Alternatively referred to as a ring network, a ring topology is a computer network configuration where the devices are connected to each other in a circular shape. Each packet is sent around the ring until it reaches its final destination. Ring topologies are used in both local area network (LAN) and wide area network (WAN) setups. The picture to the right is a visual example of a network using the ring topology to connect several computers together.
In the past, the ring topology was most commonly used in schools, offices, and smaller buildings where networks were smaller. However, today, the ring topology is seldom used, having been switched to another type of network topology for improved performance, stability, or support.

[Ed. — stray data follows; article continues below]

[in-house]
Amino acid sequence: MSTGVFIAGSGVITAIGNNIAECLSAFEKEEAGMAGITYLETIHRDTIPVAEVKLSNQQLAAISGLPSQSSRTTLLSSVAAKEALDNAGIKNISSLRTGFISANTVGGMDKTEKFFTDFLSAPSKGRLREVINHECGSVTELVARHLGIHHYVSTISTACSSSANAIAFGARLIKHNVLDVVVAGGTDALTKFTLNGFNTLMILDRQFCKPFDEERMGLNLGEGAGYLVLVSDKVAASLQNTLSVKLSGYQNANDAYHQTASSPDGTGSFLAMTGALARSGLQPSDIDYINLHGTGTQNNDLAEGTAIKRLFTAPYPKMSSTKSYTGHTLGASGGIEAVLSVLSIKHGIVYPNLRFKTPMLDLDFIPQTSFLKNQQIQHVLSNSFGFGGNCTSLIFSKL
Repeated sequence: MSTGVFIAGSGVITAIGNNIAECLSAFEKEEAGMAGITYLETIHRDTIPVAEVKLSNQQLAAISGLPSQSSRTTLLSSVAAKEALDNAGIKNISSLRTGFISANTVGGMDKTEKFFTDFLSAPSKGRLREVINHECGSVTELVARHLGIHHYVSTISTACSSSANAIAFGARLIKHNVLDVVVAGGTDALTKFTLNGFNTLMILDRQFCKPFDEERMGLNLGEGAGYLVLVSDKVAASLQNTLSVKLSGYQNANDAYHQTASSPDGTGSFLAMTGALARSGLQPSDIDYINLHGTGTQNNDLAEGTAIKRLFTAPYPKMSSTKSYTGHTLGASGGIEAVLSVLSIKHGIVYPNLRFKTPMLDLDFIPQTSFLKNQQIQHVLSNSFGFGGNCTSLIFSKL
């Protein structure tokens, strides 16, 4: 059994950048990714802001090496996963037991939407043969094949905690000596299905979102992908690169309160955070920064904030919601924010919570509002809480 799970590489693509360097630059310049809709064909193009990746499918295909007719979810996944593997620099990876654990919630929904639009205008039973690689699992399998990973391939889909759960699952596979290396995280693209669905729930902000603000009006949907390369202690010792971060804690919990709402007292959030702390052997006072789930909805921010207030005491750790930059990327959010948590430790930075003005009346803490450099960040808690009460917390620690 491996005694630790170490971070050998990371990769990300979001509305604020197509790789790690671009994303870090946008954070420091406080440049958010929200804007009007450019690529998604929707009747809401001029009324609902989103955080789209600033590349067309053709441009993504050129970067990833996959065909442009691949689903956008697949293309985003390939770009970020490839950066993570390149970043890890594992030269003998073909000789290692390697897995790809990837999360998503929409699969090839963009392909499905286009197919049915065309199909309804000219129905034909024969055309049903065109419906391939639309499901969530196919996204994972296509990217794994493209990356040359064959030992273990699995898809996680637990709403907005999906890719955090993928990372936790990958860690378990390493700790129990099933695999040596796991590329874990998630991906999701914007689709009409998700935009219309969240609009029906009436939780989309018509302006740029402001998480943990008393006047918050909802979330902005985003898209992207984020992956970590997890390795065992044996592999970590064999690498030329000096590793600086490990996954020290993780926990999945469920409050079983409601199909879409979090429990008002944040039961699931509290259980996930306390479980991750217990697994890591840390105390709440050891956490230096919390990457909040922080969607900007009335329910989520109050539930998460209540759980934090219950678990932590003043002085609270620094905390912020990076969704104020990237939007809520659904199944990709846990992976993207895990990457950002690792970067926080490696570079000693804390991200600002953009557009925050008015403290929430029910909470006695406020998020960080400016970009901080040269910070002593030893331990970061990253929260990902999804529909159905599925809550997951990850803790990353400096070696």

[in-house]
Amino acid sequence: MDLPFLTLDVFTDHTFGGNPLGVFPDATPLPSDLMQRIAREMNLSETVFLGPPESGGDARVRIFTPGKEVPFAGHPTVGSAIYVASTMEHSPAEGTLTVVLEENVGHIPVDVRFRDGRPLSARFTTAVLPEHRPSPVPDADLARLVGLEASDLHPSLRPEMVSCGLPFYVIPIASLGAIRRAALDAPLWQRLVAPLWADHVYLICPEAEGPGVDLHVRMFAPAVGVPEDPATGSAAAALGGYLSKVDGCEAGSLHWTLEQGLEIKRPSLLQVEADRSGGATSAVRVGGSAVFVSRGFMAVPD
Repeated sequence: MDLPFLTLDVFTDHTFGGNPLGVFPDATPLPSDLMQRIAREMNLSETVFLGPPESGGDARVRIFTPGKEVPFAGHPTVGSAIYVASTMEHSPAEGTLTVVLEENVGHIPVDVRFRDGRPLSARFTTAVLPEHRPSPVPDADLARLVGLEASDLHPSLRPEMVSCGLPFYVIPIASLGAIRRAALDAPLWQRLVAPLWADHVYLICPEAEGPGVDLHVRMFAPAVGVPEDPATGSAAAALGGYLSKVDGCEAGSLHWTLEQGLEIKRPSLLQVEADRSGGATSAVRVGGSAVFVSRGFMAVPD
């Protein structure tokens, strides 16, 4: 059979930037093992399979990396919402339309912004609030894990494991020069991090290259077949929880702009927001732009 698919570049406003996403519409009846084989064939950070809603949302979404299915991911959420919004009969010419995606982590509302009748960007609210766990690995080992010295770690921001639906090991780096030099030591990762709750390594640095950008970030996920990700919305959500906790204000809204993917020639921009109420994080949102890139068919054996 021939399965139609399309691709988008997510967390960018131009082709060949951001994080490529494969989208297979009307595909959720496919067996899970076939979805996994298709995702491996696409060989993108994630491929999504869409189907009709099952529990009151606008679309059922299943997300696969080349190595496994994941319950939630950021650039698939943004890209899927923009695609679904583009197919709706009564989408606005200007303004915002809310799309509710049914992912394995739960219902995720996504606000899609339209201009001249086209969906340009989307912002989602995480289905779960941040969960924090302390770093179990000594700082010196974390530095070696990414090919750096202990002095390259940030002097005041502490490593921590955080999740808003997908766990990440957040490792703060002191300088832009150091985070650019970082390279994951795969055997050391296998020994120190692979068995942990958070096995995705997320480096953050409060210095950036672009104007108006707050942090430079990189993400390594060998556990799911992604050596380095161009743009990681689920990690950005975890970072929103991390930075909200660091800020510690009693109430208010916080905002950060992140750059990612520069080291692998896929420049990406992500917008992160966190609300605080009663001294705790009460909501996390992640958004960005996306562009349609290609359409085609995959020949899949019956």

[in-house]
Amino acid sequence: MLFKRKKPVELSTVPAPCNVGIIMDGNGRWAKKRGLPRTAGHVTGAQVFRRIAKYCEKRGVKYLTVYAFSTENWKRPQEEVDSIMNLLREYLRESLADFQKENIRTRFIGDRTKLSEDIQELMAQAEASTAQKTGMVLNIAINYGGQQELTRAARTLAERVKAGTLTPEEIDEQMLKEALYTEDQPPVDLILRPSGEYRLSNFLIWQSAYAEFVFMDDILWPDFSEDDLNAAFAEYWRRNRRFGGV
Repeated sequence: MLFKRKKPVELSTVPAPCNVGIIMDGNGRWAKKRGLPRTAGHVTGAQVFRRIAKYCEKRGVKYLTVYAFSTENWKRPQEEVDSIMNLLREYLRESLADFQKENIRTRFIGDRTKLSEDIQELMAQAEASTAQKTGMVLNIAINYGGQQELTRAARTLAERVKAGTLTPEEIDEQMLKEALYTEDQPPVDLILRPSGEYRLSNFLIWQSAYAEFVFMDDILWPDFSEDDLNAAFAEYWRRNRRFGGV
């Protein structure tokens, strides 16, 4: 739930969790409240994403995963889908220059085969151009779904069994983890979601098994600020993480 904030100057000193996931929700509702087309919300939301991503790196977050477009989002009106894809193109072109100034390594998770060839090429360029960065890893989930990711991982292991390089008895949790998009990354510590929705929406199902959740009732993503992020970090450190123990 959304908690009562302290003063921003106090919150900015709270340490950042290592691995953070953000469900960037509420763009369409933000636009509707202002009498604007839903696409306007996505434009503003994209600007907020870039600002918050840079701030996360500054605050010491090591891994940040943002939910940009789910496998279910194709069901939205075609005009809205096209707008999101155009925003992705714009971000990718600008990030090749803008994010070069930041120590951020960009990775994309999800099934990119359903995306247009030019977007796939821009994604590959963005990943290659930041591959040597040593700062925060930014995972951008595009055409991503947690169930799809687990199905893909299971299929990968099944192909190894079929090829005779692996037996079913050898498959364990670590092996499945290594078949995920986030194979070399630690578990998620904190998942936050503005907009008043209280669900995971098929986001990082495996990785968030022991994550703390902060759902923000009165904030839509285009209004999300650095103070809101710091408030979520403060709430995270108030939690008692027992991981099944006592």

Advantages of ring topology
- All data flows in one direction, reducing the chance of packet collisions.
- A network server is not needed to control network connectivity between each workstation.
- Data can transfer between workstations at high speeds.
- Additional workstations can be added without impacting performance of the network.
Disadvantages of ring topology
- All data being transferred over the network must pass through each workstation on the network, which can make it slower than a star topology.
- The entire network will be impacted if one workstation shuts down.
- The hardware needed to connect each workstation to the network is more expensive than Ethernet cards and hubs/switches.